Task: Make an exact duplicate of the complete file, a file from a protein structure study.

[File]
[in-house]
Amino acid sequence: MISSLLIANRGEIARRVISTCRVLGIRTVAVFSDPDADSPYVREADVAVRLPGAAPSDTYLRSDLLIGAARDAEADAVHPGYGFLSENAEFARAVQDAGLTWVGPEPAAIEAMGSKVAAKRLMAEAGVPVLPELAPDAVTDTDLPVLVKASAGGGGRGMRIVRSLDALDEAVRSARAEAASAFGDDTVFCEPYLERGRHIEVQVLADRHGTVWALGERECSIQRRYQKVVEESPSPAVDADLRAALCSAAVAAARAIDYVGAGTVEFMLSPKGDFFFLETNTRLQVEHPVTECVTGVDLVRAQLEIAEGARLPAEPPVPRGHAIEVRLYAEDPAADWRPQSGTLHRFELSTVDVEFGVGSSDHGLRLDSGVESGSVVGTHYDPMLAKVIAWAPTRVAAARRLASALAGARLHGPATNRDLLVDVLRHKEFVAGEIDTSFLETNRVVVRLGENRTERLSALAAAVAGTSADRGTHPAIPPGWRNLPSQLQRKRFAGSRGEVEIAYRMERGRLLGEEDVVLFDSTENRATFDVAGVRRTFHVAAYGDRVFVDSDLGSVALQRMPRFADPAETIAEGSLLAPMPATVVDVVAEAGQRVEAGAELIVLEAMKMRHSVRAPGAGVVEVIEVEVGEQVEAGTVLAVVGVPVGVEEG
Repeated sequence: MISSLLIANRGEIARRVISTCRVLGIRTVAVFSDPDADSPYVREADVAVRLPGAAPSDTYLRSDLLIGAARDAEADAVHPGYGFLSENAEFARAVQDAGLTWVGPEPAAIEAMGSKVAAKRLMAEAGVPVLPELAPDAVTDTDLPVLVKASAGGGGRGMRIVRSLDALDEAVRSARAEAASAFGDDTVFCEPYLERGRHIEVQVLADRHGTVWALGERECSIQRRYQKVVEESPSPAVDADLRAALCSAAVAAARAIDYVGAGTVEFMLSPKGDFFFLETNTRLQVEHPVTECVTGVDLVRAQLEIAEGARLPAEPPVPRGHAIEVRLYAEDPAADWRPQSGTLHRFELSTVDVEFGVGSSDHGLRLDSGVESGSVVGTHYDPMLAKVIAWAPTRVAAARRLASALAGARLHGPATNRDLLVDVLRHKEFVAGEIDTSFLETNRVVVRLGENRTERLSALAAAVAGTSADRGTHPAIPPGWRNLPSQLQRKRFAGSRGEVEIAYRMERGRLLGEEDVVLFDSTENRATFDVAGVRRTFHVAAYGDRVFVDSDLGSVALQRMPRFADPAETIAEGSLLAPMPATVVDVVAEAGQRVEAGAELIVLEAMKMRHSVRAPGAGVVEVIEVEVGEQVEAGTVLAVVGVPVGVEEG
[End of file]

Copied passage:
[in-house]
Amino acid sequence: MISSLLIANRGEIARRVISTCRVLGIRTVAVFSDPDADSPYVREADVAVRLPGAAPSDTYLRSDLLIGAARDAEADAVHPGYGFLSENAEFARAVQDAGLTWVGPEPAAIEAMGSKVAAKRLMAEAGVPVLPELAPDAVTDTDLPVLVKASAGGGGRGMRIVRSLDALDEAVRSARAEAASAFGDDTVFCEPYLERGRHIEVQVLADRHGTVWALGERECSIQRRYQKVVEESPSPAVDADLRAALCSAAVAAARAIDYVGAGTVEFMLSPKGDFFFLETNTRLQVEHPVTECVTGVDLVRAQLEIAEGARLPAEPPVPRGHAIEVRLYAEDPAADWRPQSGTLHRFELSTVDVEFGVGSSDHGLRLDSGVESGSVVGTHYDPMLAKVIAWAPTRVAAARRLASALAGARLHGPATNRDLLVDVLRHKEFVAGEIDTSFLETNRVVVRLGENRTERLSALAAAVAGTSADRGTHPAIPPGWRNLPSQLQRKRFAGSRGEVEIAYRMERGRLLGEEDVVLFDSTENRATFDVAGVRRTFHVAAYGDRVFVDSDLGSVALQRMPRFADPAETIAEGSLLAPMPATVVDVVAEAGQRVEAGAELIVLEAMKMRHSVRAPGAGVVEVIEVEVGEQVEAGTVLAVVGVPVGVEEG
Repeated sequence: MISSLLIANRGEIARRVISTCRVLGIRTVAVFSDPDADSPYVREADVAVRLPGAAPSDTYLRSDLLIGAARDAEADAVHPGYGFLSENAEFARAVQDAGLTWVGPEPAAIEAMGSKVAAKRLMAEAGVPVLPELAPDAVTDTDLPVLVKASAGGGGRGMRIVRSLDALDEAVRSARAEAASAFGDDTVFCEPYLERGRHIEVQVLADRHGTVWALGERECSIQRRYQKVVEESPSPAVDADLRAALCSAAVAAARAIDYVGAGTVEFMLSPKGDFFFLETNTRLQVEHPVTECVTGVDLVRAQLEIAEGARLPAEPPVPRGHAIEVRLYAEDPAADWRPQSGTLHRFELSTVDVEFGVGSSDHGLRLDSGVESGSVVGTHYDPMLAKVIAWAPTRVAAARRLASALAGARLHGPATNRDLLVDVLRHKEFVAGEIDTSFLETNRVVVRLGENRTERLSALAAAVAGTSADRGTHPAIPPGWRNLPSQLQRKRFAGSRGEVEIAYRMERGRLLGEEDVVLFDSTENRATFDVAGVRRTFHVAAYGDRVFVDSDLGSVALQRMPRFADPAETIAEGSLLAPMPATVVDVVAEAGQRVEAGAELIVLEAMKMRHSVRAPGAGVVEVIEVEVGEQVEAGTVLAVVGVPVGVEEG